The steps you need to take to help a loved one overcome addiction
When a loved one is suffering from the disease that is addiction, you can often feel helpless. On the one hand, it’s heartbreaking to see what they are going for. On the other, it will also be having a large impact on your own day-to-day life.
It can be a real struggle in the first place to encourage them to see they have a problem, with denial such a huge part of addiction. It can lead to arguments, violence and ultimately break down family relationships or friendships.
That said, if you love that person, then you’re going to want to help. And do so sensitively, lovingly and with care and consideration.
Over the last few years, the likes of alcohol dependency and drug addiction have risen significantly as we entered and have come back out of a pandemic, and finding the right treatment for your loved one is key. The government revealed that between April 2020 and March 2021, well over a quarter of a million adults had contacted drug and alcohol services to help with their recovery, while there will be many more who haven’t sought help.
And it’s those that haven’t, which are most at risk. So, if you have a loved one who you’d like to get treatment for alcoholism for, then here are the steps you need to take to do so in the best possible way…
Firstly, make a plan
You can’t go into this with no plan at all. That’s just going to end in disaster and could permanently damage the relationship you have with your loved one. Before you have spoken to your loved one, it’s always a good idea to seek out professional help, so you can go to your loved one with specific treatments and programs for the road to recovery.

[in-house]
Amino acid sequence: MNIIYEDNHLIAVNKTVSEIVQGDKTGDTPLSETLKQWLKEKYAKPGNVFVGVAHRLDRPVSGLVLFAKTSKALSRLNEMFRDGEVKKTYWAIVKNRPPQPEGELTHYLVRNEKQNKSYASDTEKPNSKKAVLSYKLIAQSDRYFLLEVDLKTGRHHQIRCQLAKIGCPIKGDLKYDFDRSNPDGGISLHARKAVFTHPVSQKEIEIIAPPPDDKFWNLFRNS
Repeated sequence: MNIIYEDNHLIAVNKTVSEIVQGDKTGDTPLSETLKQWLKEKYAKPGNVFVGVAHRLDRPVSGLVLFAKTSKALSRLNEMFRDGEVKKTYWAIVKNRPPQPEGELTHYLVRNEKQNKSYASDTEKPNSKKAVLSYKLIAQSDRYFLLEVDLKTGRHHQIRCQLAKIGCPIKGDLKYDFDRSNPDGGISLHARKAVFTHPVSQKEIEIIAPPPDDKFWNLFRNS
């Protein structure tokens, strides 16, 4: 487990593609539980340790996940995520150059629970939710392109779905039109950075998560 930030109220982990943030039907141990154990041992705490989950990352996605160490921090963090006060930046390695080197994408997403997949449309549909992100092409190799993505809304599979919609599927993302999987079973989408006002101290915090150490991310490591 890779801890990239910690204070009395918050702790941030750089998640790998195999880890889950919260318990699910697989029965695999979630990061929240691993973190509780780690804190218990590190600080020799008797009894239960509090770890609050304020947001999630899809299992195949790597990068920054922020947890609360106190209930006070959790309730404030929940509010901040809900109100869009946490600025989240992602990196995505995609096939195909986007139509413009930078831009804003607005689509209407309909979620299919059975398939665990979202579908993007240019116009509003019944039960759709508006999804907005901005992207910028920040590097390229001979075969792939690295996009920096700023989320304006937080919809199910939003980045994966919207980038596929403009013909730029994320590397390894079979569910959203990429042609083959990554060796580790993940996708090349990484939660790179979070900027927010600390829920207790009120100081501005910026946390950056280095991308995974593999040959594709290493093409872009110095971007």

A professional will also be able to help with the finer details of approaching a person, taking on board their behaviours as an addict and personality to uncover exactly what they will listen to.
You need proof and solutions
Gathering the treatments and programs will help provide the solutions to your loved ones addiction, but also it could be useful to gather information around the person’s behaviour. Denial can be a real issue when it comes to addiction, so by pointing out examples of when their addiction has caused problems, can be the factor that helps them understand how much they are affecting other people, or indeed themselves.
Naturally, when it comes to presenting this evidence, it should be done cautiously and empathetically.
Don’t do it alone
The process of deciding to intervene and confront your loved one can be incredibly stressful, emotional and upsetting. So, do ensure you have your own support network to fall back on. It can be an anxious time, and sharing the load can be of huge help not just in the planning, but also the ability to speak to someone and unload.
Other loved ones can really boost the impact of what you’re trying to say, although at the same time you don’t want your loved one to feel they are being ganged up on.
Go into the intervention prepared
Once you’ve gathered all the information you need, it’s important to be prepared, have your intervention structured and ensure everybody knows what they are doing to ensure it runs smoothly. You are the person in control of this, and your loved one who is suffering needs to be aware of this.
Give them options of treatments and ensure that they are aware of any consequences should they decide to not get help.
Naturally, you should then give them some breathing space to let what you have said sink in and for them to evaluate the options. Follow up a few days later to discuss the matter further, and should they decide to take help, ensure that you do support them every step of the way. Because they will need it.
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